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Blame it on Ozzie and Harriet, or Hollywood, but California's culture seems inextricably bound up with the boundless American dream of suburbia. Judging from the glossy real estate brochures still selling spacious villas and oversize homes, it seems as though success, for many, remains the fantasy of driving down a wide, palm-tree-lined boulevard among the big lawns and mansions of Beverly Hills, just like the character in Woody Allen's famous scene in "Annie Hall."
This latest burst of the housing bubble, however, has exposed the dark underside of the suburban dream with its cascading foreclosures, shuttered malls and shopping centers on an enormous scale. In California, as well as in Arizona, Florida and Nevada, vast numbers of tract houses, with swimming pools under perpetually sunny skies, have turned, suddenly, as one Realtor put it, "into entire neighborhoods under water."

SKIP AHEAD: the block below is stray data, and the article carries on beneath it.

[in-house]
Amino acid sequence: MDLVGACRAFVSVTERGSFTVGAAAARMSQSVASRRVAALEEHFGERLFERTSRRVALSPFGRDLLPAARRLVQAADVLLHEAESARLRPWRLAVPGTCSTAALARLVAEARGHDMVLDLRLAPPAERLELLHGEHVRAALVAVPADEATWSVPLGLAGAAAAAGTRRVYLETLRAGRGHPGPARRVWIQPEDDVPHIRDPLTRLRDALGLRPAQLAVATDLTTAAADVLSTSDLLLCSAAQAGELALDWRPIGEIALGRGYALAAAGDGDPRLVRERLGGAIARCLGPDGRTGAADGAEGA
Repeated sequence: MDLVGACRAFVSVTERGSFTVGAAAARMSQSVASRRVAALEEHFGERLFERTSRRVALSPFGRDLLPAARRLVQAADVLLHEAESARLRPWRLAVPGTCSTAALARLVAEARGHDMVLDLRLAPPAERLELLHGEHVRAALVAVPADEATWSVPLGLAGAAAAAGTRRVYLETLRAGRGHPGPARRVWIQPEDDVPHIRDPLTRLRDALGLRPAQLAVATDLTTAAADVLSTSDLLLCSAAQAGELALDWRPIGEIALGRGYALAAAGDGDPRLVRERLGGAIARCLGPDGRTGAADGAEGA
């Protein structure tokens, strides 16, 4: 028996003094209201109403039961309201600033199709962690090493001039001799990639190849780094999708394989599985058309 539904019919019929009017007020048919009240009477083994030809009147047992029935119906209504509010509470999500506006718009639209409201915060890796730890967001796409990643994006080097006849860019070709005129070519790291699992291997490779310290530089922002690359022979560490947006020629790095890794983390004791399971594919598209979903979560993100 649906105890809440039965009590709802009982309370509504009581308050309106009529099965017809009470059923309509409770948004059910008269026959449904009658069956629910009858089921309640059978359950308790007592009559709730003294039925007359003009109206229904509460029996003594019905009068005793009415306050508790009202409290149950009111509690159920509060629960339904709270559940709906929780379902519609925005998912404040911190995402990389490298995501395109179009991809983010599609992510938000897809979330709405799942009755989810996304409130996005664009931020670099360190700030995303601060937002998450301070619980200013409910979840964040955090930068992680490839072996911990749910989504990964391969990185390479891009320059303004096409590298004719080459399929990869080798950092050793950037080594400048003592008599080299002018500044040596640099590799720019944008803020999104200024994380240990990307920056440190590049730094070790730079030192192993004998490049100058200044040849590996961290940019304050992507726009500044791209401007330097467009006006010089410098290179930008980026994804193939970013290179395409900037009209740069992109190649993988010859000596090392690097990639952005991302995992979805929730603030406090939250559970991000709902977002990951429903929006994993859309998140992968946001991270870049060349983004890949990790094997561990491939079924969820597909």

In Sacramento, look no further than Elk Grove, which Money magazine dubbed America's fastest-growing city in 2006. There I found Don Michalek, a carpenter who helped erect many of this area's sprawling subdivisions, standing in line with his wife, Joleen and dozens of others, at the Elk Grove Food Bank. Not so long ago, the Michaleks religiously tithed a portion of their modest income to this cause; now they depend on it for their rent, not mortgage as they don't own their home.
"I've been through at least two recessions, seeing the boom and bust," Michalek says. "In the last one, we'd be putting in houses so fast, 300 houses at a time, but they're all upside down now."
The Sun Belt has gone through mortgage meltdowns before, but none like this one. During the recessions of 2001 and the early 1990s, housing starts on average "declined by a third" nationwide, according to Christopher Leinberger, a senior fellow at the Brookings Institution, while the economy shrank by less than 2 percent. This time around, Leinberger reports, housing starts dropped 73 percent since their pre-recession peaks.